I ask whether there has ever been a time when he’s cancelled a show, because the collaboration just hasn’t worked or has gone wrong in some way?

“Yes. There have been two or three artists we’ve started with, and the chemistry wasn’t good. Basically it’s about chemistry; I’m here all the time, interfering all the time, and the artist is here… the idea wasn’t working. It was better all round to cancel the exhibition. It doesn’t happen much. Sometimes the failures are better than the successes. It’s about making, about doing, and about being here. You’ve got to be brave.”

Supported through the Arts Council England and donations, Matt’s Gallery also occasionally sells work, sometimes for up to £150,000. It’s characteristic for Klassnik to work with young unknowns, as much as with established artists; resulting in discoveries of real talent and a host of international awards over a 30 year period.

The latest is Benedict Drew (main image); Klassnik visited his graduate show, and he now has an incredible solo slot at the gallery. It manages to channel 2001: A Space Odyssey, Blackpool, The Adams Family, and astronaut Chris Hadfield; as well as green slime, glowing orbs, water droplets, and twitching, detached hands.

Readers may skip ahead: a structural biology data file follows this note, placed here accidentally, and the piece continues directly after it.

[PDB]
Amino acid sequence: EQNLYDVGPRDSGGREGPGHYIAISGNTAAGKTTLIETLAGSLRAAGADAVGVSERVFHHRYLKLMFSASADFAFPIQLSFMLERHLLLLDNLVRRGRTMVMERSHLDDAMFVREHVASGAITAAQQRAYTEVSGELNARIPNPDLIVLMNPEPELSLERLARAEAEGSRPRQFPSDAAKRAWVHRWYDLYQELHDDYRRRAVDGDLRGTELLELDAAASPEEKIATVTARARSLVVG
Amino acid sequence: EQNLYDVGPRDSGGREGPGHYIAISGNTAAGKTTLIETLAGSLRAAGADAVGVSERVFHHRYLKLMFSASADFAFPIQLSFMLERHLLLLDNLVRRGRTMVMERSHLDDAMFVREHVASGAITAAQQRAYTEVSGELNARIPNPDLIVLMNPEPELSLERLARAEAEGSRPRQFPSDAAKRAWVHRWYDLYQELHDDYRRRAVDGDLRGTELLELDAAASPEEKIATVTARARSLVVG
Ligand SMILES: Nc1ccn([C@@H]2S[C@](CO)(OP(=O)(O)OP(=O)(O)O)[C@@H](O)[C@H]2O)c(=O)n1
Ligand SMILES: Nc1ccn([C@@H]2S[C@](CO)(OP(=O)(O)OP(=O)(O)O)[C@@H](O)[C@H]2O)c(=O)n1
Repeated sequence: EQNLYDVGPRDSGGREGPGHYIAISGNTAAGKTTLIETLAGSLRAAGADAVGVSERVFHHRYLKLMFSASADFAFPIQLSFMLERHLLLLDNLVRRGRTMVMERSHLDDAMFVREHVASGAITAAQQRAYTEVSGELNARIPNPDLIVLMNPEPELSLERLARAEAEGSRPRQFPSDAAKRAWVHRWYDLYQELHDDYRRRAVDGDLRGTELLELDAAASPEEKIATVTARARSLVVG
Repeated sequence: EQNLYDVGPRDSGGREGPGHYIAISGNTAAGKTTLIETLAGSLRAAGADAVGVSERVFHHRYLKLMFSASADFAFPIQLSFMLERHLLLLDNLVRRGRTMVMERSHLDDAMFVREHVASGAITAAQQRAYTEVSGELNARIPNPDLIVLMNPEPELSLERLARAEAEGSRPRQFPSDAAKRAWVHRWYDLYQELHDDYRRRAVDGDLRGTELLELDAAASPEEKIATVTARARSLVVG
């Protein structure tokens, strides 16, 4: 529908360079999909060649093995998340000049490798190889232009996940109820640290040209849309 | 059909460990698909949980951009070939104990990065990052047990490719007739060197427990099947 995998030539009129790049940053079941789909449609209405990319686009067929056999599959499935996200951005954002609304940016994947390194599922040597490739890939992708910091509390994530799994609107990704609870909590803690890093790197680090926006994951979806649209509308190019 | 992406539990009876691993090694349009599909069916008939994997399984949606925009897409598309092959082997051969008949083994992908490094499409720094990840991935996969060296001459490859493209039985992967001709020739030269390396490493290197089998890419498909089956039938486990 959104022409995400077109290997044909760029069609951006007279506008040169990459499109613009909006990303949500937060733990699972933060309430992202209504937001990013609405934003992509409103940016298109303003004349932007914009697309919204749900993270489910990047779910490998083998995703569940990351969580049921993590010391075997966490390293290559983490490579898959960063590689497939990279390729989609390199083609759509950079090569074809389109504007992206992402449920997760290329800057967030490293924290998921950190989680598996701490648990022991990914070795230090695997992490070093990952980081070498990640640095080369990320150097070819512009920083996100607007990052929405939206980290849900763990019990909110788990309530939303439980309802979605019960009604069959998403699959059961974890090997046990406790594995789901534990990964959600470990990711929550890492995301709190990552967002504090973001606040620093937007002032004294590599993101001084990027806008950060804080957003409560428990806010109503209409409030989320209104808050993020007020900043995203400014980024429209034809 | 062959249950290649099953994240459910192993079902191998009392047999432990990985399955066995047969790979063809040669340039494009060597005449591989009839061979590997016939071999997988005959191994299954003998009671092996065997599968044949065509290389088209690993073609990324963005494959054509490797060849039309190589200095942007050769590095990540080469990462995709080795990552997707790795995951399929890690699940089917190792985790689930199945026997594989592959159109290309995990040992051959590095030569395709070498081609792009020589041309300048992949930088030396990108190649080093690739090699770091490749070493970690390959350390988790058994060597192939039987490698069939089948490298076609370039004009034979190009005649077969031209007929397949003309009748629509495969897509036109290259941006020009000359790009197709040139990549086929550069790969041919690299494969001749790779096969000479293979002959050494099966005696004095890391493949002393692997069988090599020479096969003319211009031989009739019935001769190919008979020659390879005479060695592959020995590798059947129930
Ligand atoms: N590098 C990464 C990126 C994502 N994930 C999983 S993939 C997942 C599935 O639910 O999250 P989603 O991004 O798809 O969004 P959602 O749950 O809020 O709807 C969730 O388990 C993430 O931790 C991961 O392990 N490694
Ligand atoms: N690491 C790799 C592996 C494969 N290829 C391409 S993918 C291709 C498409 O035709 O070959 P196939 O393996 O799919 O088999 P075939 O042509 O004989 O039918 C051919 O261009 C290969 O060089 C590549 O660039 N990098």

Attempting ‘to make sculptural the absurdity of a life spent staring into a screen and the social anxiety induced by ‘smart’ objects’, the use of space was terrific (utilising clever stages, lighting and wall coverings to change the feel and look), and it’s probably the most exciting and immersive exhibition I’ve seen in ages. I’m still processing it.

So what conclusion to draw from these two independent, commercial galleries? I’m not saying that we need to establish a traditional art market in small cities like Liverpool, or replicate London commercial models in any way. The opposite, in fact; I think we’d all welcome a fresh look at projects that seek to sell or produce new work (see CAVE Art Fair or Castlefield’s New Art Spaces). What I am saying that if we want to see a rich and varied art offer outside London, and present an alternative to the big institutions, then independent spaces need to be started and supported, in whatever shape or form. As long as something’s happening.

I hope my students were inspired enough to consider starting their own ventures come graduation time.

Laura Robertson

William Buroughs 100 shows at Riflemaker, 79 Beak Street, Regent Street, London W1F 9SU until 29 March 2014, free entry

Benedict Drew: Heads May Roll shows at Matt’s Gallery, 42-44 Copperfield Road, London E3 4RR until 20 April 2014, free entry

Posted on 27/03/2014 by thedoublenegative